How tech and the court teamed up to fight smartphone evictions

How tech and the court teamed up to fight smartphone evictions

Massachusetts tenants facing eviction orders often face an uphill battle when trying to navigate the appeals process, said Paul Tuttle, assistant clerk at the Massachusetts Court of Appeals, who took speaking at the National Center for State Courts (NCSC) eCourts conference.

Pandemic-era court closures only added to the struggle and sent him searching for a solution. A collaboration with Suffolk University’s Legal Innovation and Technology Lab has led to a guided digital interview tool for defendants facing deportation within the next 48 hours. The result, Tuttle said, is a simpler and faster experience for defendants, and clerks receive more accurate information.


Ninety percent of defendants in eviction cases are self-representing, Tuttle said, and before the pandemic, those whose petitions were denied by housing court had to travel to Boston to make call — no matter where in the state they lived — or file online. If they wanted help understanding the type of information to submit when e-filing, defendants should go to the clerk’s office in Boston. Another challenge? The help clinic for defendants was only open on Wednesdays, for two hours.

When defendants were out of clinic hours, clerks “basically had to…give litigants a yellow notepad and tell them they need to file a motion, and roughly what kind of information needs to be filed. be included in this query,” Tuttle said. “But in reality, they only had a blank sheet of paper.”

This led to confusions and errors. Court clerks sometimes received forms with off-topic explanations from defendants confused about what was being asked of them. Fee waiver requests accompanying stay of eviction applications may lack check marks or signatures that tenants must then return to complete.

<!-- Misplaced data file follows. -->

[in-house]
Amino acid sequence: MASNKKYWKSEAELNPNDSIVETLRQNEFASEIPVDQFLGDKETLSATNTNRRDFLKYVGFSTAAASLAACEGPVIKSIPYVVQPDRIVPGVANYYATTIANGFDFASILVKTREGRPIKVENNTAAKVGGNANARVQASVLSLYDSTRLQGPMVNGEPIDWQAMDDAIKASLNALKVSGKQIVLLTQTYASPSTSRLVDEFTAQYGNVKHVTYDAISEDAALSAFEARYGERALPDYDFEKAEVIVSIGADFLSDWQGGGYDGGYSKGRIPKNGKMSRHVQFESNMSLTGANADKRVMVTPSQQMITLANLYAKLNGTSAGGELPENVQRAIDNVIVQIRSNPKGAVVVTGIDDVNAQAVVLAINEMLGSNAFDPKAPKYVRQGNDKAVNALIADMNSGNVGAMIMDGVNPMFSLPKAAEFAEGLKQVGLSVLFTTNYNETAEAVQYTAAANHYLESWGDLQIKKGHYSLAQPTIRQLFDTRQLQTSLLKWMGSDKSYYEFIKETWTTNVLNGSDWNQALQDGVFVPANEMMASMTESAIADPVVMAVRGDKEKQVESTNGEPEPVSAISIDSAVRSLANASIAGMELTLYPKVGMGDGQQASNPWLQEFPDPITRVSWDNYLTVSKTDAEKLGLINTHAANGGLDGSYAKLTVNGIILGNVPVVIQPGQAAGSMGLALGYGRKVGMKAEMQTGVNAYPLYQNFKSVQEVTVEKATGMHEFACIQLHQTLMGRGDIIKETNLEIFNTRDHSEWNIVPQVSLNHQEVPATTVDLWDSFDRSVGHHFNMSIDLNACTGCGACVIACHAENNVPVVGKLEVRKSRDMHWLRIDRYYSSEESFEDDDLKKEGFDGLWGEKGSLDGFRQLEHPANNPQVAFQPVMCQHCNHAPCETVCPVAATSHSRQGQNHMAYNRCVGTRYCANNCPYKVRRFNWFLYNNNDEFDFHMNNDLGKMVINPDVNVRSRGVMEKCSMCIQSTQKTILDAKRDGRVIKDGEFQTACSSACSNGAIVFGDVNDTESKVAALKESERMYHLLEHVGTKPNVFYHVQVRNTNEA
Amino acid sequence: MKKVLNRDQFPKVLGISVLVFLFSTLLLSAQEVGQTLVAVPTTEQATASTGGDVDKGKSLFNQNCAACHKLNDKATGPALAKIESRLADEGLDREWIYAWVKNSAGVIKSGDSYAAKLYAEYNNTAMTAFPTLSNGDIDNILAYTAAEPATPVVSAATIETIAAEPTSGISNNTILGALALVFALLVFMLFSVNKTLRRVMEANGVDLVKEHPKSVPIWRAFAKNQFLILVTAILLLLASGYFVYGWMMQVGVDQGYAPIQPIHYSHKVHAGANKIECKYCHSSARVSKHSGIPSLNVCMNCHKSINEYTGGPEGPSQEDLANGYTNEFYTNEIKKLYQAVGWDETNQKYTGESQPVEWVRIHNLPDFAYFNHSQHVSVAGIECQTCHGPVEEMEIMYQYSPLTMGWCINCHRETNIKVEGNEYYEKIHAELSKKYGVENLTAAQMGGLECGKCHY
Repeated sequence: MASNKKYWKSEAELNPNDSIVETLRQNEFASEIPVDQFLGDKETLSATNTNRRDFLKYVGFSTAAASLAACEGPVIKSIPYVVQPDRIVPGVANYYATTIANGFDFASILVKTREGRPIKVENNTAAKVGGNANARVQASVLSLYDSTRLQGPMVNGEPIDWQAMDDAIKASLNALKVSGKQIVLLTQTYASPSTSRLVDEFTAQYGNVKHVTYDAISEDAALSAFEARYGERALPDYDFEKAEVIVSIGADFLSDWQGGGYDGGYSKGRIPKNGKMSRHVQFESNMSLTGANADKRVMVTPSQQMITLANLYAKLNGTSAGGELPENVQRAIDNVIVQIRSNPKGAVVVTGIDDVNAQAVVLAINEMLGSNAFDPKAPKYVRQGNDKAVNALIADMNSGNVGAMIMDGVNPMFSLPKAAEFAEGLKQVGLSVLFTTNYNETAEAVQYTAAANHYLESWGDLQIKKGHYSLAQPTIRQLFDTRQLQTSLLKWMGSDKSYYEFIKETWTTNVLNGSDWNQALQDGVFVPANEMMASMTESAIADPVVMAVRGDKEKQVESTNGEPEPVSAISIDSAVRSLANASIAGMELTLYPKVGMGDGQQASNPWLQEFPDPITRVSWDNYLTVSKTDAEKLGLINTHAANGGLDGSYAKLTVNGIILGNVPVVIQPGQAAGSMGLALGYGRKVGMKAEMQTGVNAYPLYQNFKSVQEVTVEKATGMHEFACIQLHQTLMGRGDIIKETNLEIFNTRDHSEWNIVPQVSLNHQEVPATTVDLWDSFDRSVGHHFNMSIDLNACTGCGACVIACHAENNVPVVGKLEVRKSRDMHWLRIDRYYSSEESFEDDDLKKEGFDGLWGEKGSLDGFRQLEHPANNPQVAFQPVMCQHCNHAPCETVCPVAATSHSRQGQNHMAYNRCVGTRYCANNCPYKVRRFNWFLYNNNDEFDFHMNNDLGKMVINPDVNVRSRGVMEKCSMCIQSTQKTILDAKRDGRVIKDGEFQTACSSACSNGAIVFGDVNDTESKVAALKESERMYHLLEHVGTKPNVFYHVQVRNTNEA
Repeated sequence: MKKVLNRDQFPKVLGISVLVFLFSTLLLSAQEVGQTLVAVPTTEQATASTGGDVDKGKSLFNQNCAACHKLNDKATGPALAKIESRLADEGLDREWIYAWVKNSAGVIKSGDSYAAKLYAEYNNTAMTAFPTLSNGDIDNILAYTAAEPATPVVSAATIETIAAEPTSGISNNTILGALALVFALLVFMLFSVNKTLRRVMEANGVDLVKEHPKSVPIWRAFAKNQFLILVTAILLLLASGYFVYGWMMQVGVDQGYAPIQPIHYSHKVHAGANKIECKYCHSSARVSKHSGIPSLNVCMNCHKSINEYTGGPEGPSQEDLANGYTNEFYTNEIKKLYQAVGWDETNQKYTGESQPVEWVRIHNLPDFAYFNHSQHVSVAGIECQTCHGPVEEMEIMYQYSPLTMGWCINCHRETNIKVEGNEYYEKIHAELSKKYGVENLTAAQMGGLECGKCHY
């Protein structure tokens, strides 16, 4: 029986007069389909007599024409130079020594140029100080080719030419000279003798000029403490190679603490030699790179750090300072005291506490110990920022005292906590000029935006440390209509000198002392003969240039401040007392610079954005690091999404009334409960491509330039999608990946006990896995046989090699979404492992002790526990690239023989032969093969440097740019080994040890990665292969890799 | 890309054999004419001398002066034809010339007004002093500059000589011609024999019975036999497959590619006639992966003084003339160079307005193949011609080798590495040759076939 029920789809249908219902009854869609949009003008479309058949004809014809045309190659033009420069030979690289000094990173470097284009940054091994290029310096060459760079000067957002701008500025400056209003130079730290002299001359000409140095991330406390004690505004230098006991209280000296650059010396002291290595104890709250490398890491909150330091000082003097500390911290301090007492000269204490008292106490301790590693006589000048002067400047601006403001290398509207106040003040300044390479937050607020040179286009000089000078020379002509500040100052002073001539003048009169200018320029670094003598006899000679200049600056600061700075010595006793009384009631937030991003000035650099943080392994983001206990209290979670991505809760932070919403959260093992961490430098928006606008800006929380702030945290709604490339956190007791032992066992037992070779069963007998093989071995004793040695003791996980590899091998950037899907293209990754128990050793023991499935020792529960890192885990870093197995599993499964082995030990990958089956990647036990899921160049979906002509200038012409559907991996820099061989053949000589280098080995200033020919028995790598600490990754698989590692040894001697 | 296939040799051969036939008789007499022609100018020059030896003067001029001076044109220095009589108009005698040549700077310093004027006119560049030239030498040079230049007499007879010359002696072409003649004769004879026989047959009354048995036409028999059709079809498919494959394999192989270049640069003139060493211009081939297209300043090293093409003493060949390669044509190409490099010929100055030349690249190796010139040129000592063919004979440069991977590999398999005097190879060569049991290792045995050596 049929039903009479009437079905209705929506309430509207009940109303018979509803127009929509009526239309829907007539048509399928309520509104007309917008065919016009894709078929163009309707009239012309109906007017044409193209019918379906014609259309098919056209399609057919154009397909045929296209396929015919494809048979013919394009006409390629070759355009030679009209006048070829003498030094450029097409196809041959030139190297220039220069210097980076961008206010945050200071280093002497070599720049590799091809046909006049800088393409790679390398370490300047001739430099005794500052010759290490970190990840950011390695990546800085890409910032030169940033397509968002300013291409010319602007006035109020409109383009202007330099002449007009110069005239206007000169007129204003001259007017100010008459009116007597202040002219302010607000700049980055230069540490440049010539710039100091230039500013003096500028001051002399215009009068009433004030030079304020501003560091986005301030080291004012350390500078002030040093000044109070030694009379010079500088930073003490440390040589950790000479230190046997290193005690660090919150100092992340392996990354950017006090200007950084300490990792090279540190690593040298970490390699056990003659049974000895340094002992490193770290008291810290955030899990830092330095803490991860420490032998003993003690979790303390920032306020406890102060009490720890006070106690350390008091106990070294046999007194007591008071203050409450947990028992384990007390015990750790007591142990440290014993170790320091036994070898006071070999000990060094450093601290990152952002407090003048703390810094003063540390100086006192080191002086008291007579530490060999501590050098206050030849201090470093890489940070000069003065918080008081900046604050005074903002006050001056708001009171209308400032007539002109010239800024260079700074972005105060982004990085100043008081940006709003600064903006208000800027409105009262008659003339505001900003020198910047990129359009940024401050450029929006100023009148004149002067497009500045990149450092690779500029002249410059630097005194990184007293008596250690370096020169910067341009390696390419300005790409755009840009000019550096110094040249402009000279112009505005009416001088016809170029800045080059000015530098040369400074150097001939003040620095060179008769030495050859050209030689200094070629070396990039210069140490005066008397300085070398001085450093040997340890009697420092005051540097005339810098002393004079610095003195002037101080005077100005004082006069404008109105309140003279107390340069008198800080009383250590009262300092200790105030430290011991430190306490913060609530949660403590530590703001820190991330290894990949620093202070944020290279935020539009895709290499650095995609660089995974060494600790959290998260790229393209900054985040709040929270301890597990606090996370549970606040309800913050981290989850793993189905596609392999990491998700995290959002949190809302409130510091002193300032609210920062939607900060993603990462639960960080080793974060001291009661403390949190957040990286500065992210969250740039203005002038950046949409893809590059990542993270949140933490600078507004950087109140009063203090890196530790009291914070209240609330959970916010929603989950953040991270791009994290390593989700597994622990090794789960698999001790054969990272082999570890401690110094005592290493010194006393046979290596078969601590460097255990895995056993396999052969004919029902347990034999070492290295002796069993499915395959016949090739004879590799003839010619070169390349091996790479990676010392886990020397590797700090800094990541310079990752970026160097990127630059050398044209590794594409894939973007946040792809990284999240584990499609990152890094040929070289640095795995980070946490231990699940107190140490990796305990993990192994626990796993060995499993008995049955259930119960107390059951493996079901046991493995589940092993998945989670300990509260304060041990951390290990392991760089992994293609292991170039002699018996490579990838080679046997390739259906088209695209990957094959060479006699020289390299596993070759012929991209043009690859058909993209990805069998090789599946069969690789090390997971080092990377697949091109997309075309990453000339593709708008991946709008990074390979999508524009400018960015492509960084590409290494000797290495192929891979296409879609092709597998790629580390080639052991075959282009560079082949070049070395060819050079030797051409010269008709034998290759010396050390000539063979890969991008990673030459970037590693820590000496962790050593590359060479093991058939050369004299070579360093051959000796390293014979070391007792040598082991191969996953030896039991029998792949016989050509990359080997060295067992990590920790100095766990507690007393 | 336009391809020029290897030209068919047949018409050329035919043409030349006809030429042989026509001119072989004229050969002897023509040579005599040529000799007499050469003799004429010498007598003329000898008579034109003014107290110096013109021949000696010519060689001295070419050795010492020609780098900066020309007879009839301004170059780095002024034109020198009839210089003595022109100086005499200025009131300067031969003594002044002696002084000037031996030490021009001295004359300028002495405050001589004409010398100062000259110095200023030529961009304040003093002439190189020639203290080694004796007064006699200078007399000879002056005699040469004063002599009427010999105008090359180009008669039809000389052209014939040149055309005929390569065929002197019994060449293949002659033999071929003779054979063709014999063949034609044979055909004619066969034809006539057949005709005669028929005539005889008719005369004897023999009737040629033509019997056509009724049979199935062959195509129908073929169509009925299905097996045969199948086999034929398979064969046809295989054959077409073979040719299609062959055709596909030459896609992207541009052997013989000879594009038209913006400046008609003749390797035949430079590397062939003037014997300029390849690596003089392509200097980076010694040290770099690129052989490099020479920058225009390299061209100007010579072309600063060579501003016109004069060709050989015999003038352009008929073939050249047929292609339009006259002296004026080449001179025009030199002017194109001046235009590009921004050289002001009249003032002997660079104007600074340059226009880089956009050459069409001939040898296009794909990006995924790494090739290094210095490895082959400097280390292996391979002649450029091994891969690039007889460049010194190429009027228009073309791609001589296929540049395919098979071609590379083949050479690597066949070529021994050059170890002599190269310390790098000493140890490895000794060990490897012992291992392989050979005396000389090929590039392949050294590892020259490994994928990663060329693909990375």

When the pandemic hit, Tuttle trialled a variety of ready-to-use digital forms in hopes of making the process easier, before teaming up with the Suffolk lab for a bespoke offer.

Their collaboration resulted in a guided interview tool that helps self-represented litigants navigate step-by-step eviction appeal petitions and several other legal filings, with explanations provided. The team continues to iterate on the project, updating features, adding availability in new languages, and adding other legal procedures.


The tool has been a game-changer for litigants and clerks, Tuttle said.

Thanks to the advice given by the tool, court clerks receive more relevant and more complete information from litigants. Additionally, court clerks who receive paper forms must type details by hand, but electronic filings flow more easily through court systems, saving about 20 data entry steps per file.

In turn, the tool saves self-represented defendants from having to decipher legal nuances and idiosyncrasies, explained Quinten Steenhuis and Bryce Willey, who are both clinical fellows at the Technology Lab. For example, the team also introduced the e-filing tool in Illinois, where people filing without an attorney must enter a specific six-digit code that varies by county; the digital tool can find and plug in the code for them.

The tool also allows users to quickly access court services. In one case, a defendant was mid-eviction when she pulled out her smartphone to file an appeal. His approval came shortly after, as the police officer was in the process of removing his property from the scene, Tuttle recalled.